Nov 302015

by Mark Vogel



Over and over an endless story retold out past Topeka

in prairie wind, sand, and moving sky just like

in that over the top Kansas song, as six week old kittens

awake, and spill mewing from the depths

of back seat blankets, the last breathing

remnants of flickering Denver.  Just me and them

rushing east for a long haul, straight on

to the not-so-bright lights of Kansas City.


Eighty miles gone and dark clouds shroud,

killing afternoon light.  Then a cold Rockies

revenge wind shakes the car.  Snow spits first

in Goodland, then blows in frightening gray

winter murk, the fat heavy flakes covering the lines.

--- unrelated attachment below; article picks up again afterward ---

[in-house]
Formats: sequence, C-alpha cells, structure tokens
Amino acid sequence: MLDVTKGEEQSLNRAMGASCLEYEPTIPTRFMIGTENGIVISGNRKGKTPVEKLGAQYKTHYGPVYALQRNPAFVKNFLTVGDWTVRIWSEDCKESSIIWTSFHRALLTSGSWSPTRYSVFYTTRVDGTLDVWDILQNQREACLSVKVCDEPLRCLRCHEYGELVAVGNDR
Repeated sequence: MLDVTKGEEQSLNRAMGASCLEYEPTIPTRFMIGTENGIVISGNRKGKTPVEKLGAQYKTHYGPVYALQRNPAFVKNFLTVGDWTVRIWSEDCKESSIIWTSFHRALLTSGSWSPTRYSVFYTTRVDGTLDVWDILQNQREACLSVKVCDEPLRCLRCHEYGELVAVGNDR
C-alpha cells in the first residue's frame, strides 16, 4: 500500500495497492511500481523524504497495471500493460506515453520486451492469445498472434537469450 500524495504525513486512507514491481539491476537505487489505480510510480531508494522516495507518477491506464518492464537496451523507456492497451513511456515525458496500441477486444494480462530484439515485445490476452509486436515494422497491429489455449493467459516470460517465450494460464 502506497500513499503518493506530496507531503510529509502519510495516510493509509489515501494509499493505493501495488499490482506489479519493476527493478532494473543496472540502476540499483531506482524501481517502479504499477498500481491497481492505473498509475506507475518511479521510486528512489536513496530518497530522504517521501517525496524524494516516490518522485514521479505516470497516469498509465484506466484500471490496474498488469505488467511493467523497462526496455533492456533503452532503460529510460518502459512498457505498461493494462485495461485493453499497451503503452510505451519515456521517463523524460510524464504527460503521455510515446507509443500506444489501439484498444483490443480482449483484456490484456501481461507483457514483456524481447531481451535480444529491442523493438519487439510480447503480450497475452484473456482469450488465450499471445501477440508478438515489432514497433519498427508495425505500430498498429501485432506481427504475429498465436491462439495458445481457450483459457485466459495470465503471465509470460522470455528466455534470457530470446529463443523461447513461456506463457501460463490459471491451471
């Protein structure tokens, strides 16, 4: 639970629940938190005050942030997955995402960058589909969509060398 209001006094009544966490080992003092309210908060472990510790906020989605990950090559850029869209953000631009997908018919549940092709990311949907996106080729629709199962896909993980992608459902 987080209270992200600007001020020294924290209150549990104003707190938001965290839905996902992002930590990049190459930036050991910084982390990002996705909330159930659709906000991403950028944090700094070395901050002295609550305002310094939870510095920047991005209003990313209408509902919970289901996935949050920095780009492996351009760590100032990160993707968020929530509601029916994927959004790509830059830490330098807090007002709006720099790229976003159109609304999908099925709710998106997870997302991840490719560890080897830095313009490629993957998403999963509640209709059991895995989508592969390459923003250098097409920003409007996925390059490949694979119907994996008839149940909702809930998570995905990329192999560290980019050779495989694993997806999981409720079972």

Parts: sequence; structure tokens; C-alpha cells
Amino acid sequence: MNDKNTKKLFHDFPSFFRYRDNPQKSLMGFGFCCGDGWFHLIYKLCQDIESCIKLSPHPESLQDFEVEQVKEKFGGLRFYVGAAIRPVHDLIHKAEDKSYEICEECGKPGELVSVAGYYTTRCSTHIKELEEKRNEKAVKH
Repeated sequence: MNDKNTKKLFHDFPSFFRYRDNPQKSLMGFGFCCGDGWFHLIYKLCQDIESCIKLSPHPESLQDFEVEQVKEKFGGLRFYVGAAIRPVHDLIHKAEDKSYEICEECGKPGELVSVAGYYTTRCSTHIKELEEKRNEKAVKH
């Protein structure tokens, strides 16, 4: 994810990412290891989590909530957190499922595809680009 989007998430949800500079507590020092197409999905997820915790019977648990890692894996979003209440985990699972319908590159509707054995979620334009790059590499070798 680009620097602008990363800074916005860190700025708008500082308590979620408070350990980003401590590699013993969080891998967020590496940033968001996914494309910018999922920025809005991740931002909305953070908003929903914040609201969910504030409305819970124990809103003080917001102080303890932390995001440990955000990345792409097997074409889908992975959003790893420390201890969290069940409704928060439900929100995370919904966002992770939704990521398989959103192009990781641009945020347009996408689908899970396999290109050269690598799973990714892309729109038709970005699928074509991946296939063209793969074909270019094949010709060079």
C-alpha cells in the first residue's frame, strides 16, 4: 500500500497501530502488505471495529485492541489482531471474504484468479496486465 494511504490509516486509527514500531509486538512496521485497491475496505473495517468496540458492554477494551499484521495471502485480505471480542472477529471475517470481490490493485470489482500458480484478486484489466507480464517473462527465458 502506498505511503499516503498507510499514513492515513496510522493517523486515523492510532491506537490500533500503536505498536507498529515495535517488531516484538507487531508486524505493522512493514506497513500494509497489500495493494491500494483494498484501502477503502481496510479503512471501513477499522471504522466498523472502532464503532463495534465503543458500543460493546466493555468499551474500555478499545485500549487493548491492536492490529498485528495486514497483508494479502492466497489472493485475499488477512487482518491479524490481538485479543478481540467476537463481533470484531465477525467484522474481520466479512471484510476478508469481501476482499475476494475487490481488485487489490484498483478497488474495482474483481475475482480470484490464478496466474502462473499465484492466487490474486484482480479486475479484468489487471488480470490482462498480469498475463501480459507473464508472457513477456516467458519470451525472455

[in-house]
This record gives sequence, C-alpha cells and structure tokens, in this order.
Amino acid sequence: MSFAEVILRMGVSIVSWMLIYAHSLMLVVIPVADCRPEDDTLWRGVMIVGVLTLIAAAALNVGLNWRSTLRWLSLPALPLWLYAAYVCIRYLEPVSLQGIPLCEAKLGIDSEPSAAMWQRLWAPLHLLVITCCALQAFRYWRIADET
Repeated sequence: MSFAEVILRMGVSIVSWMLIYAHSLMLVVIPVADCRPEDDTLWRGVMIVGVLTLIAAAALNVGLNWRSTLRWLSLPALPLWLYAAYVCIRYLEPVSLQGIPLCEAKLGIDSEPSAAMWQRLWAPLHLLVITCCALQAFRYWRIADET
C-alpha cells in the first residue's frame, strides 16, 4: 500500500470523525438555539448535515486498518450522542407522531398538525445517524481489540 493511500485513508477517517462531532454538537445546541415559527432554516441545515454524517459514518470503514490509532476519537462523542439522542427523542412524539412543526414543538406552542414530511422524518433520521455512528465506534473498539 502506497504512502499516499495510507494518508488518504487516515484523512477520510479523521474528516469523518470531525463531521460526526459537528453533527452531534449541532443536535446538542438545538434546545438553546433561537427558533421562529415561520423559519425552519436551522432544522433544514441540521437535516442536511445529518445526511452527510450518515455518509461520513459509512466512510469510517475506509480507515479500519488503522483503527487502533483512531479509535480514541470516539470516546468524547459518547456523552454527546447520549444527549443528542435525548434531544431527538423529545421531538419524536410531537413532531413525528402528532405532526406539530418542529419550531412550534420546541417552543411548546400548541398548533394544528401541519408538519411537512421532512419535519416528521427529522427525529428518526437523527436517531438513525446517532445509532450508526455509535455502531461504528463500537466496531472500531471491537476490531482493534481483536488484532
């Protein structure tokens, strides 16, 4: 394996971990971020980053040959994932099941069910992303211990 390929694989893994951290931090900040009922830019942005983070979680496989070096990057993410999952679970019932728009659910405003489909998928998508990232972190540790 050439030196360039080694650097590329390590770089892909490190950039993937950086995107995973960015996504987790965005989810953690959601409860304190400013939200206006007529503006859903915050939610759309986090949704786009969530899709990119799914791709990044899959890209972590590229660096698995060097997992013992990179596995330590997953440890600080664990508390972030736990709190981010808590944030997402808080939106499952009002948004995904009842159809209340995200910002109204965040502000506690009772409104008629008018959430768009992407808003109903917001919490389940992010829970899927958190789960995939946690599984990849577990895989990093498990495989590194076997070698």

Wild to get on, a Californian in a Lincoln rushes

from behind, crowding close, then fishtails

off the road, and I know then how much

I have underestimated—how lost I am

in white with bald tires, lonely heart racing pale,

pulling the car to the side, lurching onto the plain.

With the ignition cut, the snow blankets

windows, while behind me tumbling kittens

are awake, scrambling to stay warm.


Behind closed eyes, so soon comes the knock

on the window, an officer checking, then

saying go on, this is no place to stop,

followed by the limping metallic crawl back

on the highway, and the mumbling instinctual

explaining bleak danger to crying kittens,

then the slipping attempt to outrace the

grey inertia.  So subtle the defrosting vision,

how moving alone alters chemistry,

so ten miles on in thick clogging cold air,

the radio sings loud the raw Kansas song

so sure, translated as wild and free strength—

necessary, though I could never sing along.